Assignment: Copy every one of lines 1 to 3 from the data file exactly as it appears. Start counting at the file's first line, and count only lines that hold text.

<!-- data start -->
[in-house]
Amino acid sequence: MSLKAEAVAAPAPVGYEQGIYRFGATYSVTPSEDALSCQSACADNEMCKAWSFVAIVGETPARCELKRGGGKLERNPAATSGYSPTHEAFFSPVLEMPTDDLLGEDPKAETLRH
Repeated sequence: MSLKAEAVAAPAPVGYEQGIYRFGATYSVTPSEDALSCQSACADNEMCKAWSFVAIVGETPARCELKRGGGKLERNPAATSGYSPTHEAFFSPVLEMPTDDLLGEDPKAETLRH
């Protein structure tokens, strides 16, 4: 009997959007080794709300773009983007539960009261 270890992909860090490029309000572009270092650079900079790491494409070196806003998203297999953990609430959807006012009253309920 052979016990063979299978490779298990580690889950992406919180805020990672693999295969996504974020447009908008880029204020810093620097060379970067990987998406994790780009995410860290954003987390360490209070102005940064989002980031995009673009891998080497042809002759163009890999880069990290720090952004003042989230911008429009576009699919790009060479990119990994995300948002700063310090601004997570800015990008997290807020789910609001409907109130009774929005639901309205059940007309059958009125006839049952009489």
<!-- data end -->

[in-house]
Amino acid sequence: MSLKAEAVAAPAPVGYEQGIYRFGATYSVTPSEDALSCQSACADNEMCKAWSFVAIVGETPARCELKRGGGKLERNPAATSGYSPTHEAFFSPVLEMPTDDLLGEDPKAETLRH
Repeated sequence: MSLKAEAVAAPAPVGYEQGIYRFGATYSVTPSEDALSCQSACADNEMCKAWSFVAIVGETPARCELKRGGGKLERNPAATSGYSPTHEAFFSPVLEMPTDDLLGEDPKAETLRH